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Thread: Proposal 69: Prohibit hunting with domestic dogs as follows:

  1. #1

    Default Proposal 69: Prohibit hunting with domestic dogs as follows:

    Here we go again.....

    PROPOSAL 69 - 5 AAC 92.080. Unlawful methods of taking game; exceptions
    . Prohibit hunting with domestic dogs as follows:
    5 AAC 92.080. Unlawful methods of taking game; exceptions.
    The use or accompaniment of domestic dogs is prohibited while hunting. Dogs used as service animals as defined under Title II and Title III of the Americans with Disabilities Act are exempt if the hunter is in possession of a current official certificate of veterinary inspection for the service dog.
    What is the issue you would like the board to address and why? There is concern that domestic dogs will transmit diseases to Alaska's wildlife populations. The Department of Fish and Game has stated that Alaska's wild game populations are immunologically naive and wildlife disease specialists expect there to be profound impacts of climate change on animal and parasite distributions. Diseases, primarily transmitted through dog ticks, are serious and potentially deadly to Alaska's wildlife populations according to an ADF&G memo dated April 12, 2014. (see http://www.adfg.alaska.gov/static species/disease/pdfs/dog_tick_memorandum.pdf)
    ADF&G states that the diseases of concern include Rocky Mountain Spotted Fever, tularemia, canine ehrlichiosis, canine babesiosis, Lyme Disease, and Q-fever. Only tularemia and Q-fever are already present in Alaskan wildlife but others could be easily introduced by just a single tick biting an infected pet carrying the infection and passing it on to their next meal. ADF&G along with the Office of the State Veterinarian have detected an increasing incidence of dog ticks that are exotic to Alaska (that is Alaska is not part of the reported geographic range). Other diseases potentially transmitted by canines as identified on ADF&G's website include cystic hydatid disease, alveolar hydatid disease, sarcocystosis, and muscle tapeworm cysts.(see http://www.adfg.alaska.gov/index.cfm...se.diseaselist.)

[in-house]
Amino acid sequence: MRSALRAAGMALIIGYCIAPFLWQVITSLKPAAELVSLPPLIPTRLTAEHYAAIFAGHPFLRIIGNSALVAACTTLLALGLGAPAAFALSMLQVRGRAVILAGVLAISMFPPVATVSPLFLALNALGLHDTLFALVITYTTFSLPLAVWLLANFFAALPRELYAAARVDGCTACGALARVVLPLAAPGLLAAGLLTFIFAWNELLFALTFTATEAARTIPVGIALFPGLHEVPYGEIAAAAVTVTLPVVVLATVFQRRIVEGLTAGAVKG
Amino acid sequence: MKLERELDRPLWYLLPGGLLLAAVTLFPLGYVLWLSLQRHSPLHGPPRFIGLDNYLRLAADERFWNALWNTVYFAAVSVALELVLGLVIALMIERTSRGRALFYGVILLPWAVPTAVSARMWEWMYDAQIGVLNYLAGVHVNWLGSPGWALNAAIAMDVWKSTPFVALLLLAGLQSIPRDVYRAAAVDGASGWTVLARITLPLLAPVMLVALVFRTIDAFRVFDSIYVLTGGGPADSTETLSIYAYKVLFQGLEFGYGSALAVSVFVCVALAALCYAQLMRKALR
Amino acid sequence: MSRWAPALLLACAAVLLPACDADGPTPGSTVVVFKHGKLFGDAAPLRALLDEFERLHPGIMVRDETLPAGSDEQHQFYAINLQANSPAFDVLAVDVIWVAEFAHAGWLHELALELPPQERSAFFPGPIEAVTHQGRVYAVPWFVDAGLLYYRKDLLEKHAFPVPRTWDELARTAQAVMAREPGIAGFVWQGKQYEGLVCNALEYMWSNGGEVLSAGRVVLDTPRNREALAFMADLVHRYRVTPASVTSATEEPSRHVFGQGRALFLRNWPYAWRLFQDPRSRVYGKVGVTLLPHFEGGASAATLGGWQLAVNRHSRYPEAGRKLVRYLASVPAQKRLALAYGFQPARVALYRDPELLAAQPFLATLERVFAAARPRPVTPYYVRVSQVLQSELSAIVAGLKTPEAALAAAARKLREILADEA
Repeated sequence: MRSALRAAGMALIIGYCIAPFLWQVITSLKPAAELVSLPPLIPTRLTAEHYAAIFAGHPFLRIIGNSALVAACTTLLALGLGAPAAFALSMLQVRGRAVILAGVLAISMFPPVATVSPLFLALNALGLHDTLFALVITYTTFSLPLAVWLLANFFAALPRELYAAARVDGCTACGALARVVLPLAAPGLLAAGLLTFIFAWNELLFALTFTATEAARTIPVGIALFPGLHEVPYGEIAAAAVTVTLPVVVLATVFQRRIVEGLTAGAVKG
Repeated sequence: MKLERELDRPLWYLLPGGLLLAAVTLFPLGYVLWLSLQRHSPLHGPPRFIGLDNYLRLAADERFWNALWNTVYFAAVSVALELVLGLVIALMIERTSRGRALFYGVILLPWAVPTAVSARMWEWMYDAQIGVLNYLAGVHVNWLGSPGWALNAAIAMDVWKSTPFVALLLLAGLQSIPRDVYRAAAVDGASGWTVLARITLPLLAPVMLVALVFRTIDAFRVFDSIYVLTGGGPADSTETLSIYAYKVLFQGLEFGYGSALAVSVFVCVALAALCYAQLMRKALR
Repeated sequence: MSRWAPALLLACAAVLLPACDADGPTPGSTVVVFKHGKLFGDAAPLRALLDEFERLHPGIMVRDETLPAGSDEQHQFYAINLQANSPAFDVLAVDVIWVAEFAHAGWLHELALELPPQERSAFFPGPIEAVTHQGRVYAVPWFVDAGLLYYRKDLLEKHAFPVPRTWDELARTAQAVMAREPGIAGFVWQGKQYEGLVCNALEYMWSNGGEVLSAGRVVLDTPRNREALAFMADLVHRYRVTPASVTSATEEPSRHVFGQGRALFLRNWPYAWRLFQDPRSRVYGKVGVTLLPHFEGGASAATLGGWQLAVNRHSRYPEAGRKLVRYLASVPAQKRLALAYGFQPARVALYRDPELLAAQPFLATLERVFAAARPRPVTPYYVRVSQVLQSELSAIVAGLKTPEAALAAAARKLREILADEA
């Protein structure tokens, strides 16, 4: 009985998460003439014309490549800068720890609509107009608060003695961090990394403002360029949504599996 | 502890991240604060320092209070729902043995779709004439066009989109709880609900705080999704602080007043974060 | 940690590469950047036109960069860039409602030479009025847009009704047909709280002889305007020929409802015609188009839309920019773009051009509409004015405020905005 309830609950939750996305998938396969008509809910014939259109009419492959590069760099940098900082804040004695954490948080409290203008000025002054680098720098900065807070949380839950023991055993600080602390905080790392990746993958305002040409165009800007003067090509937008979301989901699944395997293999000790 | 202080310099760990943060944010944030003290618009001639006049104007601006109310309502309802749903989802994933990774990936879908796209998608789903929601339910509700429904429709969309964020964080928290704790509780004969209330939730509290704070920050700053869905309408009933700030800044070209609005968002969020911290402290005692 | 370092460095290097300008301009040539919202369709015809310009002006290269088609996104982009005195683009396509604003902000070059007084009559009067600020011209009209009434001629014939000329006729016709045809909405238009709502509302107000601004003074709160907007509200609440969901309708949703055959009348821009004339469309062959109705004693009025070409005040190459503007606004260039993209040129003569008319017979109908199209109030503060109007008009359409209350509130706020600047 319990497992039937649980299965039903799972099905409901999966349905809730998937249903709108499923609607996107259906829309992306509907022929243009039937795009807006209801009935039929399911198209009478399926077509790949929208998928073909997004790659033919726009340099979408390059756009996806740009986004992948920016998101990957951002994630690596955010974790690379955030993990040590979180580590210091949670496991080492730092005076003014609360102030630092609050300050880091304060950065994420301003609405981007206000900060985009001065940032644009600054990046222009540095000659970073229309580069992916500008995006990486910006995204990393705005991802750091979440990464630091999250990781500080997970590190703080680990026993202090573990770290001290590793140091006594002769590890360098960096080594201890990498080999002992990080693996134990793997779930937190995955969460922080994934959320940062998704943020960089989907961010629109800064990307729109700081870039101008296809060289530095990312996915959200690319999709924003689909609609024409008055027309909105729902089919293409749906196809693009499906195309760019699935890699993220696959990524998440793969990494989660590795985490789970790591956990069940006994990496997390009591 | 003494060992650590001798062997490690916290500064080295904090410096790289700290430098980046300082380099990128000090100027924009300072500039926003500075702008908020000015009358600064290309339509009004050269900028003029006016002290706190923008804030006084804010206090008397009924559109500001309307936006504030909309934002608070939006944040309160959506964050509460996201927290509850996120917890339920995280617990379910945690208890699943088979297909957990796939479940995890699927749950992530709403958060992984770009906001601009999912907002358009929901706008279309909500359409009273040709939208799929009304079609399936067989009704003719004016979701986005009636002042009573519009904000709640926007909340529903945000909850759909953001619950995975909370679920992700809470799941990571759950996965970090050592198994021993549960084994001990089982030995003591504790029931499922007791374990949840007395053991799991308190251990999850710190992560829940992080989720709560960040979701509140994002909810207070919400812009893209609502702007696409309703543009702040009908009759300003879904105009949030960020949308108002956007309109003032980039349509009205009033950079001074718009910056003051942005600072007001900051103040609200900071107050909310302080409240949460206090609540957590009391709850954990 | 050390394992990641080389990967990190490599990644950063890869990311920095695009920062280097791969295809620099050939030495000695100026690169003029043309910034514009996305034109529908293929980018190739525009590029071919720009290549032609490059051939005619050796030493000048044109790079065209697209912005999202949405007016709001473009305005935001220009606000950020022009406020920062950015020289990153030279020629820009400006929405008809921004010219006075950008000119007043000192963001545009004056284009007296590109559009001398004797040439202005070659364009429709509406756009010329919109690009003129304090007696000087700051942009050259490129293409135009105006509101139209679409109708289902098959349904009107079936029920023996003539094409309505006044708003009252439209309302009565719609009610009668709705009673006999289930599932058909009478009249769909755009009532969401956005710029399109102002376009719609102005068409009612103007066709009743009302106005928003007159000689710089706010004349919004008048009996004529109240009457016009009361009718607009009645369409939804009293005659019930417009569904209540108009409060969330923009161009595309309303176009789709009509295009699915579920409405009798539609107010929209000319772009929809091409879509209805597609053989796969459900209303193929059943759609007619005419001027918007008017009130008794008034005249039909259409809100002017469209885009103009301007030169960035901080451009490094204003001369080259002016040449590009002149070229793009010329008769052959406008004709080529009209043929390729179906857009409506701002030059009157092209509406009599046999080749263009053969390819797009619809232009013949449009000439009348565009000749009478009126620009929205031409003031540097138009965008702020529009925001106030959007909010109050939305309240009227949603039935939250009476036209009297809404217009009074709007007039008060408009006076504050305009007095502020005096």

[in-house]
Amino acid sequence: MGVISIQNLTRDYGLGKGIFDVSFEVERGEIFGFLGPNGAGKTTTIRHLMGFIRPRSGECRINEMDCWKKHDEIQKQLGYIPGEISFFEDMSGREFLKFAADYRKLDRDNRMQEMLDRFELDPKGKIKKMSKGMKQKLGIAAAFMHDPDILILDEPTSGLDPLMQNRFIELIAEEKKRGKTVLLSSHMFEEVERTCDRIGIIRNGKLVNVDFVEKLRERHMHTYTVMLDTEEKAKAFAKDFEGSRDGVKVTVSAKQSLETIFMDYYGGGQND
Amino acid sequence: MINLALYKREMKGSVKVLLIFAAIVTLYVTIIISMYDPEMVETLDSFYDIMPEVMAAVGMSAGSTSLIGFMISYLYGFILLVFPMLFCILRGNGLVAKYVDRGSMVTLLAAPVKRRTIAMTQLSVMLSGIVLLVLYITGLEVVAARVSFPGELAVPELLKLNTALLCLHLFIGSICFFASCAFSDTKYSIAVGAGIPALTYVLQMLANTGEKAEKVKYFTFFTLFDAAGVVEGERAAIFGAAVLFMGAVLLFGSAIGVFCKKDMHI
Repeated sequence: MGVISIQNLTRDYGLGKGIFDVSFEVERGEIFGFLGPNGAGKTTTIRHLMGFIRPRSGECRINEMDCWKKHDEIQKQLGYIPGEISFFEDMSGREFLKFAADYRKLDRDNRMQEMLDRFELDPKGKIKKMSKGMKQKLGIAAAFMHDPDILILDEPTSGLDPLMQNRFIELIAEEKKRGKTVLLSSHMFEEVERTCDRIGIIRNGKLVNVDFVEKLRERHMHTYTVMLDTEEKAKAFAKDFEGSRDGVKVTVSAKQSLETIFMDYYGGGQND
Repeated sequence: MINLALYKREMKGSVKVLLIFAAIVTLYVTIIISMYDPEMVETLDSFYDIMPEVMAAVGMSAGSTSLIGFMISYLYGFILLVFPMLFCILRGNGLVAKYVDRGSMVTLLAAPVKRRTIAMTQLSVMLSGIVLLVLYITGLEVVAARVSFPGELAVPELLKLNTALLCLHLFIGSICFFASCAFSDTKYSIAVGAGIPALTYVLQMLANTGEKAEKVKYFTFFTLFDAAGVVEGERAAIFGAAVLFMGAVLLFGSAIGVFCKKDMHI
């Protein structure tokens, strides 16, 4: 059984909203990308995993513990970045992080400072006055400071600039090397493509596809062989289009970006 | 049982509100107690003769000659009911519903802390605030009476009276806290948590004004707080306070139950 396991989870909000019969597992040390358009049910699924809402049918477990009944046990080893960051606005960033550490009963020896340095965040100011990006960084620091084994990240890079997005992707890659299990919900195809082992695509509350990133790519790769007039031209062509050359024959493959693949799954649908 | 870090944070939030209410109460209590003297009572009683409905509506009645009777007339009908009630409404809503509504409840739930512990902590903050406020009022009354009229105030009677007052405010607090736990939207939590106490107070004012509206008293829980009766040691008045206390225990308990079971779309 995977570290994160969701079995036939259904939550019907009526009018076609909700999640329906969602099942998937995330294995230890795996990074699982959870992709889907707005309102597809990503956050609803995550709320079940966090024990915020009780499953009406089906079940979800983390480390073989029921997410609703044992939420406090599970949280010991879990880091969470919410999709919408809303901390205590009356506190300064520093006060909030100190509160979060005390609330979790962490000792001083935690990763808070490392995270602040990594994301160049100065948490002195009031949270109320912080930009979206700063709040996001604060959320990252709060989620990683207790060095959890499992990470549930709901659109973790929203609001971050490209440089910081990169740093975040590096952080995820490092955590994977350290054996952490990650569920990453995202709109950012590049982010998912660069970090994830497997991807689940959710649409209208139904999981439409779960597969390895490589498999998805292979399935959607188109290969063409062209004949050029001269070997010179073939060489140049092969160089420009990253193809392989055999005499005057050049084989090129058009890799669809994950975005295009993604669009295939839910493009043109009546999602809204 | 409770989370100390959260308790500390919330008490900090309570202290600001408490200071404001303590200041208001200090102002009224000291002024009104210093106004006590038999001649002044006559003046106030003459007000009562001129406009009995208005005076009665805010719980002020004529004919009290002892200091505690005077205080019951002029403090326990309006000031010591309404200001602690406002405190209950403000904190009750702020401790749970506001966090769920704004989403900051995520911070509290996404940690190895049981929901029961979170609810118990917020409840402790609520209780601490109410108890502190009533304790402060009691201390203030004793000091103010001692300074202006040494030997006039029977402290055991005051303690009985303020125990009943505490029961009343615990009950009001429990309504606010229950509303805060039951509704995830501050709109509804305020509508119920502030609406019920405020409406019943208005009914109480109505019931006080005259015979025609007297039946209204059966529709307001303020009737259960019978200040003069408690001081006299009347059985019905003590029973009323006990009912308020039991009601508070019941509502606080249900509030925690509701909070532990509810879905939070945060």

ADF&G states that dog ticks are competent vectors of disease (carriers able to transmit disease) and that tick-borne diseases in other animals will follow.
    I propose to prohibit the use of and/or accompaniment of domestic dogs while hunting.
    If this proposal doesn't pass, there will be an increased risk of disease transmission to Alaska's wildlife populations. If disease transmission occurs, it will have substantial economic and aesthetic impact. If this regulation is adopted, it could prevent mass die offs that could eliminate any harvestable surplus of big game and/or small game animal populations. This regulation will help to ensure long term population persistence and allow us to harvest according to the sustained yield principle, as well as enjoy the aesthetic benefits of having healthy Alaskan wildlife.
    60
    As an alternate solution, a health certification program for dogs was considered, but in many cases the specific microorganisms, diseases, and parasites responsible for these disease outbreaks are either undetectable at certain times of the year, or can persist at low levels in dogs, or in some cases parasites can be transmitted through feces. Also, ticks may leave the dog, cling to vegetation, and then through a behavior called "questing" attach themselves to a new host.
    PROPOSED BY: Guy Fulton (EG-C15-036) ************************************************** ****************************

  2. #2

    Default Obviously, ridiculous, but we need to respond